NES GADOL: A GREAT MIRACLE                          RECIPES

TALAK TAEMER

OUR LETTER    OUR JOURNEY    ABOUT ETHIOPIA    RECIPES    BLOG    PHOTOS    VIDEO    WISH LIST       

 
INJERA - AUTHENTIC ETHIOPIAN BREAD:
Ingredients
1 1/2 cups ground teff (180 g)                    salt, to taste
2 cups water                                            vegetable oil, for the skillet

Directions
Mix ground teff with the water and let stand in a bowl covered with a dish towel at room temperature until it bubbles and has turned sour. This may take as long as 3 days, although some have had success with an overnight fermentation. The fermenting mixture should be the consistency of a very thin pancake batter. Stir in the salt, a little at a time, until you can barely detect its taste.

Lightly oil an 8 or 9 inch skillet (or a larger one if you like): Heat over medium heat.
Pour in enough batter to cover the bottom of the skillet. About 1/4 cup will make a thin pancake covering the surface of an 8 inch skillet if you spread the batter around immediately by turning and rotating the skillet in the air. This is the classic French method for very thin crepes. Injera is not supposed to be paper thin so you should use a bit more batter than you would for crepes, but less than you would for a flapjack pancakes.

Cook briefly, until holes form in the injera and the edges lift from the pan. Do not let it brown, and don’t flip it over as it is only supposed to be cooked on one side. Remove and let cool. Place plastic wrap or foil between successive pieces so they don’t stick together.

INJERA - AUTHENTIC ETHIOPIAN BREAD:

Ingredients
1 1/2 cups ground teff (180 g)                    salt, to taste
2 cups water                                            vegetable oil, for the skillet

Directions
Mix ground teff with the water and let stand in a bowl covered with a dish towel at room temperature until it bubbles and has turned sour. This may take as long as 3 days, although some have had success with an overnight fermentation. The fermenting mixture should be the consistency of a very thin pancake batter. Stir in the salt, a little at a time, until you can barely detect its taste.


Lightly oil an 8 or 9 inch skillet (or a larger one if you like): Heat over medium heat.

Pour in enough batter to cover the bottom of the skillet. About 1/4 cup will make a thin pancake covering the surface of an 8 inch skillet if you spread the batter around immediately by turning and rotating the skillet in the air. This is the classic French method for very thin crepes. Injera is not supposed to be paper thin so you should use a bit more batter than you would for crepes, but less than you would for a flapjack pancakes.


Cook briefly, until holes form in the injera and the edges lift from the pan. Do not let it brown, and don’t flip it over as it is only supposed to be cooked on one side. Remove and let cool. Place plastic wrap or foil between successive pieces so they don’t stick together.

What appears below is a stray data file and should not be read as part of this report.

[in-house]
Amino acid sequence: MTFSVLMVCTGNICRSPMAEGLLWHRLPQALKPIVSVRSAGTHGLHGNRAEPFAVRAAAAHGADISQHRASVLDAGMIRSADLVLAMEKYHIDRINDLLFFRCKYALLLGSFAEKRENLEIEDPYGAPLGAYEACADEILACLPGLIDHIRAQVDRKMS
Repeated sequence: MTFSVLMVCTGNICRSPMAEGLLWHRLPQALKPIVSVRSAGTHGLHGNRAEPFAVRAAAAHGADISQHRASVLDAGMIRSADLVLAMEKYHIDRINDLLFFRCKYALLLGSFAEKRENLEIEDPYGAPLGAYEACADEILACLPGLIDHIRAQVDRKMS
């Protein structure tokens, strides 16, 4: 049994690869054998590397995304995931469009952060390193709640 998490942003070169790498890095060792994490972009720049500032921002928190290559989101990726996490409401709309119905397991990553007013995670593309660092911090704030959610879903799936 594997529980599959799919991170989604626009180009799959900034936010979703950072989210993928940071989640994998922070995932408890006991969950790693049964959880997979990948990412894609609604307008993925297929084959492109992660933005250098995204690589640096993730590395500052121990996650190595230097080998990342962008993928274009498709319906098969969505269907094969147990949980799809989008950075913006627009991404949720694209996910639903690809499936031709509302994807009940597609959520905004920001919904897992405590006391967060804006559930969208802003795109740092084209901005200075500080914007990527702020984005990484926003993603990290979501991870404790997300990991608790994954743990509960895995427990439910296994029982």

BERBERE:
1 tsp ginger                    1 tsp ground cardamom
1/2 tsp ground coriander 1 tsp ground fenugreek
1/4 tsp ground nutmeg    1/8 tsp ground cloves
1/8 tsp ground cinnamon 1/8 tsp ground allspice
2 tbs salt                        2 cup paprika
2 tbs ground cayenne pepper
1/2 tsp ground black pepper
2 tbs finely chopped onions 
1 tbs minced garlic
1-1/2 cup water

In a cast-iron skillet, toast the ginger, cardamom, coriander, fenugreek, nutmeg, cloves, cinnamon, and allspice over low heat. Do not burn; this should only take a minute or so. Set aside to cool.
Combine the spices, onions, garlic, 1 tablespoon of the salt, and 3 tablespoons water in a small jar of a blender and blend until smooth.Combine the paprika, cayenne pepper, black pepper, and the remaining tablespoon of salt in the skillet and toast over low heat for a minute or so. Stir in the water, 1/4 cup at a time. Then stir in the blended mixture. Stirring vigorously, cook over the lowest possible heat for 10-15 minutes.
Transfer the berbere to a jar, packing it in tightly. Let the paste cook to room temperature, then cover with a film of oil. Store in the refrigerator between use.

BERBERE:

1 tsp ginger                    1 tsp ground cardamom
1/2 tsp ground coriander 1 tsp ground fenugreek
1/4 tsp ground nutmeg    1/8 tsp ground cloves
1/8 tsp ground cinnamon 1/8 tsp ground allspice
2 tbs salt                        2 cup paprika
2 tbs ground cayenne pepper
1/2 tsp ground black pepper
2 tbs finely chopped onions

1 tbs minced garlic

1-1/2 cup water


In a cast-iron skillet, toast the ginger, cardamom, coriander, fenugreek, nutmeg, cloves, cinnamon, and allspice over low heat. Do not burn; this should only take a minute or so. Set aside to cool.

Combine the spices, onions, garlic, 1 tablespoon of the salt, and 3 tablespoons water in a small jar of a blender and blend until smooth.Combine the paprika, cayenne pepper, black pepper, and the remaining tablespoon of salt in the skillet and toast over low heat for a minute or so. Stir in the water, 1/4 cup at a time. Then stir in the blended mixture. Stirring vigorously, cook over the lowest possible heat for 10-15 minutes.

Transfer the berbere to a jar, packing it in tightly. Let the paste cook to room temperature, then cover with a film of oil. Store in the refrigerator between use.